Lipid-lowering therapy has served as a cornerstone of the cardiovascular risk factor modification strategy that has led to improved outcomes over the past 3 decades.1 Although many studies have shown substantial benefits and an excellent overall safety profile of statins, the risk for cardiovascular complications in certain statin-treated populations remains high.2 Further, many patients do not use statins as recommended owing to adverse effects or the perception of poor tolerance of the drug class.3,4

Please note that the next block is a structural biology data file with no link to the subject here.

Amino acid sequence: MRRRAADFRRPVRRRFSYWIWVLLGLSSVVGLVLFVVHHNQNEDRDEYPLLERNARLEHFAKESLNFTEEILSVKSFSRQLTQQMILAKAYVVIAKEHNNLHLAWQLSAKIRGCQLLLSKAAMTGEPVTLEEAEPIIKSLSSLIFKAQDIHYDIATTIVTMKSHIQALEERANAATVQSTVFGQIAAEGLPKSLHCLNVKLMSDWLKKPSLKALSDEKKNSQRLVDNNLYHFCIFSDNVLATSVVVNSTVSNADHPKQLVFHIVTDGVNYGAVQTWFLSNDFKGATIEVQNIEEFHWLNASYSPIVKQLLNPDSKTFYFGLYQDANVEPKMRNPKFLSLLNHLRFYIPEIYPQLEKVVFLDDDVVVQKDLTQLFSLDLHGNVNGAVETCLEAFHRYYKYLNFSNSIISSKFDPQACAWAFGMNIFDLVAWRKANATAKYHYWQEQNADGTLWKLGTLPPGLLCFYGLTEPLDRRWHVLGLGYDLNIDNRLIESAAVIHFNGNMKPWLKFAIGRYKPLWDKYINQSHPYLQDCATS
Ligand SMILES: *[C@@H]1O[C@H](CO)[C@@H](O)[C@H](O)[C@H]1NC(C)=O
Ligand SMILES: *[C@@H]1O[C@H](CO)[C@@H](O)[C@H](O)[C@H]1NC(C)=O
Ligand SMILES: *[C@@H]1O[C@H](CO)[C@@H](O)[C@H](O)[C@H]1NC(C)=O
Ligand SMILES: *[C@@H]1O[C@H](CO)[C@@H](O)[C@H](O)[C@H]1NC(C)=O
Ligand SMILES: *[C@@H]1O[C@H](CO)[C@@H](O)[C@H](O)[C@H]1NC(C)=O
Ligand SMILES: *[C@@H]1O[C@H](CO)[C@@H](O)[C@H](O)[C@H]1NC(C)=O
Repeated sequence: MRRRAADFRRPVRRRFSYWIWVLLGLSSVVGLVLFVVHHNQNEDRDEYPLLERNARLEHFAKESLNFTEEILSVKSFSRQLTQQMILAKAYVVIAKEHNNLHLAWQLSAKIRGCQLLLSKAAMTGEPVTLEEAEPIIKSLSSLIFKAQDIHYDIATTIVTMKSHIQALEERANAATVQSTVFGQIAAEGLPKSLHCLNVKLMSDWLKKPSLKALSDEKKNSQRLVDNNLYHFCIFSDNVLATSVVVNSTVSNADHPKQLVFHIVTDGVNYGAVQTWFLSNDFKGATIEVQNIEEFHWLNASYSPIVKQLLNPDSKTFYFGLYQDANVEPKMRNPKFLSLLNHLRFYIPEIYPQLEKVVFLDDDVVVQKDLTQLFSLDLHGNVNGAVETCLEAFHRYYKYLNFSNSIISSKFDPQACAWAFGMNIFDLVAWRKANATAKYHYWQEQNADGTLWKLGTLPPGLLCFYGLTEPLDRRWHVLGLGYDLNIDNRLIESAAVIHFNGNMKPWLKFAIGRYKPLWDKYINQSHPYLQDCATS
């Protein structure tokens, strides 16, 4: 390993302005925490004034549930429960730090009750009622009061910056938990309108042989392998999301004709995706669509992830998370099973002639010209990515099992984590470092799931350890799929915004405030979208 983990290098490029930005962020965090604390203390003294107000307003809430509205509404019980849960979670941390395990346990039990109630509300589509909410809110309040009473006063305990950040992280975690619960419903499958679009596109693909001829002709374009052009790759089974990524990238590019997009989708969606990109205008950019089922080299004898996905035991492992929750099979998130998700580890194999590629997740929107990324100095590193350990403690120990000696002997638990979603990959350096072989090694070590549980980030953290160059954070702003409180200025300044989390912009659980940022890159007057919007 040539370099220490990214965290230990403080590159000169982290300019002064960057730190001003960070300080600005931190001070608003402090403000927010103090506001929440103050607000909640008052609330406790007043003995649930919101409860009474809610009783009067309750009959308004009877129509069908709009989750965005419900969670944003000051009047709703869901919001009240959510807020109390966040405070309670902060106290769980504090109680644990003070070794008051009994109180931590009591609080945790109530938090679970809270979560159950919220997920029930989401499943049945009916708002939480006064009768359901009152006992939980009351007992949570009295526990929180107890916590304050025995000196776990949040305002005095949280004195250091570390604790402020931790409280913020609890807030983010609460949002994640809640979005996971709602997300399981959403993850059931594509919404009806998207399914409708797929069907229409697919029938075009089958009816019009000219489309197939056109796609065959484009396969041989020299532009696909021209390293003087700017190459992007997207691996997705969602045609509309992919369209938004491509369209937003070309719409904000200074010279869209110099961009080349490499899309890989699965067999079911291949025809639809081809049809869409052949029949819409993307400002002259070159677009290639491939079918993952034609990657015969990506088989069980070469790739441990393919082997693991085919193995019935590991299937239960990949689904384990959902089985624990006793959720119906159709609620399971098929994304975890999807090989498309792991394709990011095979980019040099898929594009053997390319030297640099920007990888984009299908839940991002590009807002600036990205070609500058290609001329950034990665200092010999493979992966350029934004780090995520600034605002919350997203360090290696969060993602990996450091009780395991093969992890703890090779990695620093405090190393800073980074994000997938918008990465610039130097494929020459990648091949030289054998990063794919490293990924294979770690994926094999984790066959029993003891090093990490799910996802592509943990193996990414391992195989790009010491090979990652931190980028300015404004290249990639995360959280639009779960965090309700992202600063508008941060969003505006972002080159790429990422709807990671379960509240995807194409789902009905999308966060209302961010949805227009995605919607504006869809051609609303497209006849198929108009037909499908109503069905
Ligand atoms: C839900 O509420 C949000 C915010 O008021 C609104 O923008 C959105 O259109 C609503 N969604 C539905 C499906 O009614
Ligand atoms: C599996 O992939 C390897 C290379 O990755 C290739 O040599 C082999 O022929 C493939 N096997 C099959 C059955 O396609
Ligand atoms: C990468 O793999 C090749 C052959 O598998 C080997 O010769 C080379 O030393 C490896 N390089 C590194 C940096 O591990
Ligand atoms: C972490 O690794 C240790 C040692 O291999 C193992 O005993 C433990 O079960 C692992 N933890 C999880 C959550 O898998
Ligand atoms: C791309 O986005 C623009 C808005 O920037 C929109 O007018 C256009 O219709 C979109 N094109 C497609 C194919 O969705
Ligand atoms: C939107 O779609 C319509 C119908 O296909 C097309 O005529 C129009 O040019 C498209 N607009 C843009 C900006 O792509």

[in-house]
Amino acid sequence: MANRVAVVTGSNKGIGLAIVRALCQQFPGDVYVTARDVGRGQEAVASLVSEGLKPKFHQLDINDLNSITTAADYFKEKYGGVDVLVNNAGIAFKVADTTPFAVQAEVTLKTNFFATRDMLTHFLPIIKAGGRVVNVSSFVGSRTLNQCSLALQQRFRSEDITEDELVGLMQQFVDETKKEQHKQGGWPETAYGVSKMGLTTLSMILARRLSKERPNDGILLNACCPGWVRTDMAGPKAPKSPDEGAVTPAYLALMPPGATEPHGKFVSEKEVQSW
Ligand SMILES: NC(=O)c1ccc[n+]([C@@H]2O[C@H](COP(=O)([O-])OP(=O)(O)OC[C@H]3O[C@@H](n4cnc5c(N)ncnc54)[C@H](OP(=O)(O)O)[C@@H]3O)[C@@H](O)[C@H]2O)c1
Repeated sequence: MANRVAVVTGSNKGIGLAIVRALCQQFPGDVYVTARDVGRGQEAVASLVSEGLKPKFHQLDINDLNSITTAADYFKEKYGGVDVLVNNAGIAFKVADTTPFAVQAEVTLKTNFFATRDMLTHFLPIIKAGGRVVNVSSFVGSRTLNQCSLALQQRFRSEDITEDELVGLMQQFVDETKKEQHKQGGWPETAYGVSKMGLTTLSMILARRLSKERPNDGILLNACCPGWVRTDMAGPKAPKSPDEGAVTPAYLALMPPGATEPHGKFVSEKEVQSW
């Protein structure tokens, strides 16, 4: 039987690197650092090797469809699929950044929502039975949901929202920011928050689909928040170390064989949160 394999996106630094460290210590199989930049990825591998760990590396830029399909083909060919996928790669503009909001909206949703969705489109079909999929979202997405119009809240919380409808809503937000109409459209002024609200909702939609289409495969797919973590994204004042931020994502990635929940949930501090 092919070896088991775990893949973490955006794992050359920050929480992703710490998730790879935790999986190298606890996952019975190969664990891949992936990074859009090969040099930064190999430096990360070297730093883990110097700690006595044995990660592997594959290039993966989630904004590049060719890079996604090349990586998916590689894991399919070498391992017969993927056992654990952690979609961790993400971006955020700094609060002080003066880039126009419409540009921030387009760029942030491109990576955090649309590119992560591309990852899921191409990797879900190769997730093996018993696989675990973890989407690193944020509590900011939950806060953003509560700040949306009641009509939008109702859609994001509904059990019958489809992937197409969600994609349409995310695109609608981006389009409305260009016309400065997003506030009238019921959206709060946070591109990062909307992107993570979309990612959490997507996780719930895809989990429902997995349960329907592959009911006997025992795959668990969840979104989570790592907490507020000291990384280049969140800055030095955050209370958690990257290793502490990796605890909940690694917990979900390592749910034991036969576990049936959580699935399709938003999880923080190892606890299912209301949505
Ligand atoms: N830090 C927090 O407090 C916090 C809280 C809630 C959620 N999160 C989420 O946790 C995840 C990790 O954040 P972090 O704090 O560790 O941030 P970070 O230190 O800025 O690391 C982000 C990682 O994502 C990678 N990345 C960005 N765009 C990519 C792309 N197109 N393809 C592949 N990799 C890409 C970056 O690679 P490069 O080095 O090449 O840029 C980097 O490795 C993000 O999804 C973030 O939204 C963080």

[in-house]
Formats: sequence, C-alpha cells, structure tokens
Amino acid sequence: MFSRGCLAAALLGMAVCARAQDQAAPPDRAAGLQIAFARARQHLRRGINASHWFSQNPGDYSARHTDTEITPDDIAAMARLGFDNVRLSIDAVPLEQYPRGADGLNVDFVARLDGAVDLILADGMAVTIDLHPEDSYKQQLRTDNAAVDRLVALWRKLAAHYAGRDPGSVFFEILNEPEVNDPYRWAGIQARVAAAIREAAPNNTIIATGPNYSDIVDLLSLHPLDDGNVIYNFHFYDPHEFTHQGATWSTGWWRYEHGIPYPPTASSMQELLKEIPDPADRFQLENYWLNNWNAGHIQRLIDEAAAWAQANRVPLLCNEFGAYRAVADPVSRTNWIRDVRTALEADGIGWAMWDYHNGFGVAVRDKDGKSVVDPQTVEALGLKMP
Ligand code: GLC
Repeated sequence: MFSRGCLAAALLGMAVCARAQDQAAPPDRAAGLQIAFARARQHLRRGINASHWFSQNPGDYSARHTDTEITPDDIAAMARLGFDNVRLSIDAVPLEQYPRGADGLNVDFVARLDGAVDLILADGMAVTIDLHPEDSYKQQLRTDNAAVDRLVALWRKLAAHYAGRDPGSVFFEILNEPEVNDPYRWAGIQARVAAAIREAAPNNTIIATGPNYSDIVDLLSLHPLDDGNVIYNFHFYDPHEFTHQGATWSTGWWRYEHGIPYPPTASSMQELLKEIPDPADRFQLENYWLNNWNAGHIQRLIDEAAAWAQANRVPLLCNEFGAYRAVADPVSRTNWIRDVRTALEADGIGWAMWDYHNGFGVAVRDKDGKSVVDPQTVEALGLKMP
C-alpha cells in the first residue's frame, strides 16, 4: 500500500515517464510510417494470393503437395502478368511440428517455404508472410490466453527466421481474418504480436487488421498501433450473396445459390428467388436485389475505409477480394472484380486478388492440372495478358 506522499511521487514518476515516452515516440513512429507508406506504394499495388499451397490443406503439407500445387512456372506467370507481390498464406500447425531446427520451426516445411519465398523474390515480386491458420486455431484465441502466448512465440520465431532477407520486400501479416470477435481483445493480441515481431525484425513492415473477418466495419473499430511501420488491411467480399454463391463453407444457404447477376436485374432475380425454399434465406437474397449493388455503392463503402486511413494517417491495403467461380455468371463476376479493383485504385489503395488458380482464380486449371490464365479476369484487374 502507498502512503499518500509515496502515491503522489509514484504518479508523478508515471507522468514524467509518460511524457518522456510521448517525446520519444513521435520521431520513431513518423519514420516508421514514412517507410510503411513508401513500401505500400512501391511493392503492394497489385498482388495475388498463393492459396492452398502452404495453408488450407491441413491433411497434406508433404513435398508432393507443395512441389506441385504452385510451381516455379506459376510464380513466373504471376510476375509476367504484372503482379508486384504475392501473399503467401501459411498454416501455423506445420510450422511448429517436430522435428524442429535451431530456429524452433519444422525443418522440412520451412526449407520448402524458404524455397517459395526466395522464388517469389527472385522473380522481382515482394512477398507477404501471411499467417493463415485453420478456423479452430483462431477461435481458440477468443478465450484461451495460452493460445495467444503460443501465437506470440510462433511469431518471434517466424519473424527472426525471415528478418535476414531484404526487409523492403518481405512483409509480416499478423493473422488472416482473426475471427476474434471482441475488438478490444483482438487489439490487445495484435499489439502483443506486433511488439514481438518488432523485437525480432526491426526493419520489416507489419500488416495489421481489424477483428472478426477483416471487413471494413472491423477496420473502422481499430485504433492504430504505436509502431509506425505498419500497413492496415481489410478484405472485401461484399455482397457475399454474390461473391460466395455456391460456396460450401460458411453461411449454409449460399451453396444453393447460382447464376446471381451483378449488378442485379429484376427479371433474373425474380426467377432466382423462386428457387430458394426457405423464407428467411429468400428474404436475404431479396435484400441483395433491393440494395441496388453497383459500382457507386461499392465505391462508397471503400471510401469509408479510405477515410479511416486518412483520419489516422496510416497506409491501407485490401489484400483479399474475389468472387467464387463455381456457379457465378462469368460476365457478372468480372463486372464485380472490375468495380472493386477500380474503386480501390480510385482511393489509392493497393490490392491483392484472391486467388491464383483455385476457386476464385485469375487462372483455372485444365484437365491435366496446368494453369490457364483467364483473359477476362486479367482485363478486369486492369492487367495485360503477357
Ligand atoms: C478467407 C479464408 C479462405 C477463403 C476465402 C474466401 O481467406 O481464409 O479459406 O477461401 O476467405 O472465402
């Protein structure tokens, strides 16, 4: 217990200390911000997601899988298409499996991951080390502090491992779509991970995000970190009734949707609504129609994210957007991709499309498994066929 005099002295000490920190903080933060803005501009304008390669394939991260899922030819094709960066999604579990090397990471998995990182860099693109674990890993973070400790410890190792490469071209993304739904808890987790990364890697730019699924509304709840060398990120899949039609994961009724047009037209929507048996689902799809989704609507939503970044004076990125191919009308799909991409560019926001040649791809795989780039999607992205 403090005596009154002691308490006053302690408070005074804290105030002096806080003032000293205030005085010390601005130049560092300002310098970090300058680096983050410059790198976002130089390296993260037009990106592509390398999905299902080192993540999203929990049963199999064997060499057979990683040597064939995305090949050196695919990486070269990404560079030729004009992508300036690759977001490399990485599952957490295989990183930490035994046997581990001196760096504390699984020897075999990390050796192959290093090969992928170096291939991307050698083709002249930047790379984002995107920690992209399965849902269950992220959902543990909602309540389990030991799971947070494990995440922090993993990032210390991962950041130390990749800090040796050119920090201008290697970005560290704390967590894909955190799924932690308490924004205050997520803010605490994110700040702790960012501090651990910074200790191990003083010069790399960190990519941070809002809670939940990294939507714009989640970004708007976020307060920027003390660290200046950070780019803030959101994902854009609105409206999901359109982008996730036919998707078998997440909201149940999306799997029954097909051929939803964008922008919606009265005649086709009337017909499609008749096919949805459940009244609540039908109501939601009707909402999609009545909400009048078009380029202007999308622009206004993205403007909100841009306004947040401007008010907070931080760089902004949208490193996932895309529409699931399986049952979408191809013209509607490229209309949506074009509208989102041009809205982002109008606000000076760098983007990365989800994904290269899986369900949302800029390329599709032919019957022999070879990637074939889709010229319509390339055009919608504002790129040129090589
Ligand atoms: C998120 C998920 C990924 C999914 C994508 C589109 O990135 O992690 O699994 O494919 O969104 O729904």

In recent years, proprotein convertase subtilisin/kexin type 9 (PCSK9) inhibition has emerged as a promising approach for treating hypercholesterolemia.5 A novel strategy to inhibit PCSK9 involves therapeutic monoclonal antibodies that bind irreversibly to the molecule and prevent it from binding to the low-density lipoprotein (LDL) receptor/LDL cholesterol (C) complex. Two monoclonal antibodies targeting PCSK9, evolocumab and alirocumab, have received regulatory approval for treating hypercholesterolemia in patients with cardiovascular disease or heterozygous familial hypercholesterolemia (with evolocumab also approved for use in patients with homozygous familial hypercholesterolemia) with inadequate LDL-C level control on maximally tolerated statin therapy.6-9 Both drugs demonstrated significant reductions of LDL-C and other proatherosclerotic lipoprotein levels.10-12 A third anti-PCSK9 antibody, bococizumab, demonstrated significant reductions in LDL-C levels in phase 2 trials.13 However, a recent announcement of the decision to discontinue development of bococizumab cited “an unanticipated attenuation of LDL-C lowering over time, as well as a higher level of immunogenicity and higher rate of injection-site reactions.”14 To our knowledge, no studies to date have demonstrated the long-term efficacy of a PCSK9 inhibitor beyond 24 months.13,15,16